Using The New “Premium Presets” In Lightroom

Original using my default import preset

This is a bit of a photographers-only geek post, so bear with me. 😉

The latest update to Lightroom includes a set of “Premium” develop presets that were reportedly developed by photographers for use in streamlining the develop process.  I’ve generally not been a fan of “canned” presets because I kinda have my own preferences and like to maintain control over my processing.  But there is value to considering other approaches, and sometimes these presets are worth looking at, if only to get an idea for what is possible.

This morning I decided to take one of my photos from our recent road trip and try out the 10 presets contained in the “Travel” section.  The results were pretty interesting so I thought I would share.  The nice thing is that – as opposed to some of the previous presets – packaged as “Profiles” these appear to affect color balance and saturation and leave the other settings – noise reduction, sharpening, exposure, etc. – alone.  I’ll learn more as I mess with the other ones, but I like the idea of coming up with variations just to see what they look like.

No conclusions here – just for evaluation and discussion.  If anyone has comments – on the processing, not the photo 🙂 – I look forward to reading them.

Processed with Lightroom Preset TR01
Processed with Lightroom Preset TR02
Processed with Lightroom Preset TR03
Processed with Lightroom Preset TR04
Processed with Lightroom Preset TR05
Processed with Lightroom Preset TR06
Processed with Lightroom Preset TR07
Processed with Lightroom Preset TR08
Processed with Lightroom Preset TR09
Processed with Lightroom Preset TR10

6 thoughts on “Using The New “Premium Presets” In Lightroom”

  1. I’m with you in that I’m not generally a fan of presets. BUT… I do often find them to be a good starting point to think about a particular series or grouping of images. Start with the preset and then “season to taste.”

    (turn on curmudgeon filter) I will say that sometimes, some presets end up looking like a roll of Kodacolor was left in the glove compartment of a hot car for 20 years and then developed. I guess a lot of the kids like that. (turn off curmudgeon filter)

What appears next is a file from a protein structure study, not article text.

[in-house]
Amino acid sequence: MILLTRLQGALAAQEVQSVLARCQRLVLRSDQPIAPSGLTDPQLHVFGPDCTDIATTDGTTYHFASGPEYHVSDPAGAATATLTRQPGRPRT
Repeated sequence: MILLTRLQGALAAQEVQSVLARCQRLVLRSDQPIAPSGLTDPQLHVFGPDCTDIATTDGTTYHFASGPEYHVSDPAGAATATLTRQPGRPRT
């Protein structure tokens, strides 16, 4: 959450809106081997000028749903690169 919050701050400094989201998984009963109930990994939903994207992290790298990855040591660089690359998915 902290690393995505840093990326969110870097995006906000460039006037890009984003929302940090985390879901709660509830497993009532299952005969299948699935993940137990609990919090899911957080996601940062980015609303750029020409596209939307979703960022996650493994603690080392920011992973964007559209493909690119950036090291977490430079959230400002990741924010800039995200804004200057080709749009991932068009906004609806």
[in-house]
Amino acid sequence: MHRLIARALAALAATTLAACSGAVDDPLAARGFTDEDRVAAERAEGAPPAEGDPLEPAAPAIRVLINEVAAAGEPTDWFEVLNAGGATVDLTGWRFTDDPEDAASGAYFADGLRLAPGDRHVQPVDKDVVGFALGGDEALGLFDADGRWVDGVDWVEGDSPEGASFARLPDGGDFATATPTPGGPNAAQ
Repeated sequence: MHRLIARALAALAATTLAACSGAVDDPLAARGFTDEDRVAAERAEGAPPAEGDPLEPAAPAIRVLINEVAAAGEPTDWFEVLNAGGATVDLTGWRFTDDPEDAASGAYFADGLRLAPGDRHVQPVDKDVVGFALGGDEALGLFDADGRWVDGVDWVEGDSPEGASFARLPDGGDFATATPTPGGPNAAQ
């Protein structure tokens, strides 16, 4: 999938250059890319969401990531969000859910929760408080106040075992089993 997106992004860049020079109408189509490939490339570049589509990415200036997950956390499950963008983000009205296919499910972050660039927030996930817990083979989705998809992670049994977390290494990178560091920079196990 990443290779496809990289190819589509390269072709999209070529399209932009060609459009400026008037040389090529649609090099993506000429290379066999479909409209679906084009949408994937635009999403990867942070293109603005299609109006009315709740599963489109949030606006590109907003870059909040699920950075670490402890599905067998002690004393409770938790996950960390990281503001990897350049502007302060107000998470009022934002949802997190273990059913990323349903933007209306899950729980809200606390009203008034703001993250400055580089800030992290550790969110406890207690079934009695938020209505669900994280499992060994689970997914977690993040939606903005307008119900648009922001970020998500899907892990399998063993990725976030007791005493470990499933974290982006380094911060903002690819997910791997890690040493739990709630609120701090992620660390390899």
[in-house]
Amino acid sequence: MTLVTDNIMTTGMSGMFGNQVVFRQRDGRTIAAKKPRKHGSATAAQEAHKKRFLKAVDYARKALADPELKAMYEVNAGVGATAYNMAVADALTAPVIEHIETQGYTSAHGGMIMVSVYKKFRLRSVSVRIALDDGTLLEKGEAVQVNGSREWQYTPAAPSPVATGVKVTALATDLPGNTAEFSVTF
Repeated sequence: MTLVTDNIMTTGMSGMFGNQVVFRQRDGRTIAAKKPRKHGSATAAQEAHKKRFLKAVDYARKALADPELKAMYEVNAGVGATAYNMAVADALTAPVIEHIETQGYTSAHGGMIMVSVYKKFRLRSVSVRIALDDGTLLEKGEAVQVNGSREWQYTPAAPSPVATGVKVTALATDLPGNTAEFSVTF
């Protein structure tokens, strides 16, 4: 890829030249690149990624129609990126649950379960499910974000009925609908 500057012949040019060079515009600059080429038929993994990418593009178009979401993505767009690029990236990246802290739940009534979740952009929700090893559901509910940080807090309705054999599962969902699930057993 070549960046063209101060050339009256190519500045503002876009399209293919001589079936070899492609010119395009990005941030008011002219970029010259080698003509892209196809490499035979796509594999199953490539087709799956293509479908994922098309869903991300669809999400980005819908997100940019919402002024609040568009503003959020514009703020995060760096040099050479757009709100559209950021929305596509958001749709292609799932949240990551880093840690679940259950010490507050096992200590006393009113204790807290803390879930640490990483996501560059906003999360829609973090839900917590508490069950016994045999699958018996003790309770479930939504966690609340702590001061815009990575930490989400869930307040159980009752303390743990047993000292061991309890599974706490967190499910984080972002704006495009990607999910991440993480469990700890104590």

1. My only problem with presets is that they actually slow you down sometimes. In some cases you can reach the result yourself plus benefit from making the changes incrementally. When I find one I really like I spend some time studying the sliders to understand, as much as possible, how the result was achieved. I have also found that with any preset you should immediately find the white and black point for the resulting image. This kind of fits the preset to YOUR image versus the one the maker used.

      1. I can see where they would slow you down, Don. Especially if you felt like you needed to tweak every image individually. I do very little of that now with my own workflow, and would need to spend even more time if I was trying to come up with a different “look” that I liked.

        I do like the idea of experimenting with a specific photo if the stock look was not what that imaged needed and I was trying to find one that worked. But applying it to a group of images – unless as Jeff implied you were trying to get a uniform look to a specific group of images – would just result in an alternative but not necessarily the best result.

    2. I agree, Jeff! If I were to use the presets at all, it would be as a starting point for my own customized version, not just sticking with the stock settings. Years ago I was told that a photograph should not be “about the technique.” That probably referred to HDR, Lensbaby or some at-the-time fad, but still applies.

      Curmudgeons R Us! I went through the “Cinematic,” “Futuristic” and “Vintage” collections hoping to find another group to experiment with on a different file, but thought they all looked like crap and can’t imagine what the appeal would be to anyone!

  2. I’ve never created my own preset and have use very few in Lightroom, just because I’m lazy. I have a few simple basic things I do in my process and that’s about it.

    1. Actually, Monte, creating a preset is the perfect solution for lazy photographers – that’s why I have them! 😉 I realized years ago that I almost always use the same basic treatment as a starting point, so I made that into a custom preset that I apply on import. It has evolved over the years as Lightroom has evolved and as my camera inventory has changed. But it’s still pretty much the same look as when I started.

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